Appeal before the Upper Tribunal – Moulsdale v HMRC

Appeal before the Upper Tribunal – Moulsdale v HMRC

Moulsdale v. HMRC [2021] CSIH 29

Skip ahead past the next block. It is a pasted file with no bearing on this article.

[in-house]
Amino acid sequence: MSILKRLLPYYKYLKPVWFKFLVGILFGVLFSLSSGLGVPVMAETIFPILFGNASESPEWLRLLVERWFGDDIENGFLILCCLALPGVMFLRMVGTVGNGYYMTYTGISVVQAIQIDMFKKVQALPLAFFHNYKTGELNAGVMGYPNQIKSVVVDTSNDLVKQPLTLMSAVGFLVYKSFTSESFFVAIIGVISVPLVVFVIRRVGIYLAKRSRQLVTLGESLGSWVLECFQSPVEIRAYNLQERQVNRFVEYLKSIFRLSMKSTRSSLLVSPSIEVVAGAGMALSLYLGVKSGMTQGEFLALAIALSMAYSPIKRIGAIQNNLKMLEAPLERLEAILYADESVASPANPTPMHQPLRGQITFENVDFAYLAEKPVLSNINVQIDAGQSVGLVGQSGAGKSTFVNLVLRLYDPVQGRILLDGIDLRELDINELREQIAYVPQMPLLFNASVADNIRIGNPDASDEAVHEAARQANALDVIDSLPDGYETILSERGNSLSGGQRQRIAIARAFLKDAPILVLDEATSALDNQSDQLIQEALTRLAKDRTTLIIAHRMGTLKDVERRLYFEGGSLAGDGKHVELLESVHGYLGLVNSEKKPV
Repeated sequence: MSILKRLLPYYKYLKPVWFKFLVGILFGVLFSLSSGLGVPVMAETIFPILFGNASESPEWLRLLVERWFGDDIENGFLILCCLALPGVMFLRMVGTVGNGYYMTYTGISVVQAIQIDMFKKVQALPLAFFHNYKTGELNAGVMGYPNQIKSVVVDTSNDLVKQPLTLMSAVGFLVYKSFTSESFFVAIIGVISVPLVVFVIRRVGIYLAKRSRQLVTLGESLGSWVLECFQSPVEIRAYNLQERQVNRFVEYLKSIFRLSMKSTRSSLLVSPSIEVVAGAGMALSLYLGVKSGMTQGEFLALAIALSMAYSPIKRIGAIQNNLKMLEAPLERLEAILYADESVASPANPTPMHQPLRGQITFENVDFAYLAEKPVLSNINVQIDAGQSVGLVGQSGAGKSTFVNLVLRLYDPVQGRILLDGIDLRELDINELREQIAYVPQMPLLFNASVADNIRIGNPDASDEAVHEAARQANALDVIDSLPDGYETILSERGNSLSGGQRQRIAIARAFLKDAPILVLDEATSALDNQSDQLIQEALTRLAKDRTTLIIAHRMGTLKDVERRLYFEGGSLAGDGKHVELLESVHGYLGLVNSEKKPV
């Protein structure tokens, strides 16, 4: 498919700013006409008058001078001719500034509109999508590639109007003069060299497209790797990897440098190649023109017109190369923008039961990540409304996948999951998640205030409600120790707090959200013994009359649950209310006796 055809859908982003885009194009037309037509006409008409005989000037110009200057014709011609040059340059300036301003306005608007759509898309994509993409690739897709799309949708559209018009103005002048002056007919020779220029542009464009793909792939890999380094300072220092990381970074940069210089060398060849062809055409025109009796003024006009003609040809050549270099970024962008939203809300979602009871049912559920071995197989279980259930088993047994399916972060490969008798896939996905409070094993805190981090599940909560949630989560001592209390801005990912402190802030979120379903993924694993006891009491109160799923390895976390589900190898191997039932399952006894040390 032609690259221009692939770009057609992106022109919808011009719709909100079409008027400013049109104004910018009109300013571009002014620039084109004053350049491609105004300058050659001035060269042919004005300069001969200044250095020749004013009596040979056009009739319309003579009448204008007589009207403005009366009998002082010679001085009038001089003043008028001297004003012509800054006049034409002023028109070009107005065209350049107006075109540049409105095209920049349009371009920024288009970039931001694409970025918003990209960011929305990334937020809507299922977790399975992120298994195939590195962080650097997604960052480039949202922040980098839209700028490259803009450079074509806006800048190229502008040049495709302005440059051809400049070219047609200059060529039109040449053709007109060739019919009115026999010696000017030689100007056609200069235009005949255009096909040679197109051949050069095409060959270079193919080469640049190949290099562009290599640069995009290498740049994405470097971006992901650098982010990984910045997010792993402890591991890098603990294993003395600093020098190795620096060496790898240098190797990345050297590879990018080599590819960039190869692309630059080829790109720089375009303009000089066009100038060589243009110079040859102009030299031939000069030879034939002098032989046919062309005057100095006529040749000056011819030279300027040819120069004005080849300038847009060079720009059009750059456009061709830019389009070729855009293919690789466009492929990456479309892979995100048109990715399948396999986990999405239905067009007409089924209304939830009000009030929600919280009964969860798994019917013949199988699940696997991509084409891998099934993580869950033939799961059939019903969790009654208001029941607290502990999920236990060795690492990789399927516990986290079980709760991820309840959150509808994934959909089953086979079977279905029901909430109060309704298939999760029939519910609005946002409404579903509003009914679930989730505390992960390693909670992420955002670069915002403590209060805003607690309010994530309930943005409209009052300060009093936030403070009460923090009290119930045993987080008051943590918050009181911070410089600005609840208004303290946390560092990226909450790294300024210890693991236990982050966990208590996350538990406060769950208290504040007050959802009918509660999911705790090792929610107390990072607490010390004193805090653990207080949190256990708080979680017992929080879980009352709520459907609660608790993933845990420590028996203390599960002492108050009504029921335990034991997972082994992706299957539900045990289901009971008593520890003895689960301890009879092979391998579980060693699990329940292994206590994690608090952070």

Philip Simpson, Q.C., appeared for the taxpayer in the recent case of Moulsdale v. HMRC. This was an appeal from the Upper Tribunal. The case concerned the so-called anti-avoidance provisions in Schedule 10 to the Value Added Tax Act 1994. These concern the option that can be exercised by the owner of land or buildings to have a supply of that land or buildings treated as a taxable transaction instead of exempt. The specific issue is that for the option to tax to be switched off, one of the conditions relevant in the present case was whether the grantor ‘intended or expected’ that the building would become a ‘capital item’ (within the meaning of the VAT Regulations 1995) in relation to the purchaser. But this would happen only if the supply was taxable. So if the supply was going to be taxable, the option to tax would be switched off: no VAT would arise on the supply. But then it would not be intended or expected that the building would be a capital item for the purchaser. The option to tax would remain switched on. The supply would be taxable. And the option to tax would be switched off. And so on. The majority of the Inner House held that First-tier Tribunal’s findings of fact meant that the appeal should be refused. But Lord Doherty, in the minority, held that the FTT had made an error of law in its interpretation of the legislative provisions, and that that error undermined the relevant findings-in-fact. In any event, the appeal was refused.

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